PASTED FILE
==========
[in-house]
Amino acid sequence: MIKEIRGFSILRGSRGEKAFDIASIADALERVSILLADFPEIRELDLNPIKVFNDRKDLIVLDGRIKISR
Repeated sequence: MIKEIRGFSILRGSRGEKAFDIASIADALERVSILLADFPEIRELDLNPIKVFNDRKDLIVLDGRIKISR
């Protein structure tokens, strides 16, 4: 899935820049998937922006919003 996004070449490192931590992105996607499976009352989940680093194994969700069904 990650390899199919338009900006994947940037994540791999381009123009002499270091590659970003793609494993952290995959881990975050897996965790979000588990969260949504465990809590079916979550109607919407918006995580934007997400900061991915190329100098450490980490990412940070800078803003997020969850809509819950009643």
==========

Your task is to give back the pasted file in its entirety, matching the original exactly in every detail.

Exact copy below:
[in-house]
Amino acid sequence: MIKEIRGFSILRGSRGEKAFDIASIADALERVSILLADFPEIRELDLNPIKVFNDRKDLIVLDGRIKISR
Repeated sequence: MIKEIRGFSILRGSRGEKAFDIASIADALERVSILLADFPEIRELDLNPIKVFNDRKDLIVLDGRIKISR
């Protein structure tokens, strides 16, 4: 899935820049998937922006919003 996004070449490192931590992105996607499976009352989940680093194994969700069904 990650390899199919338009900006994947940037994540791999381009123009002499270091590659970003793609494993952290995959881990975050897996965790979000588990969260949504465990809590079916979550109607919407918006995580934007997400900061991915190329100098450490980490990412940070800078803003997020969850809509819950009643």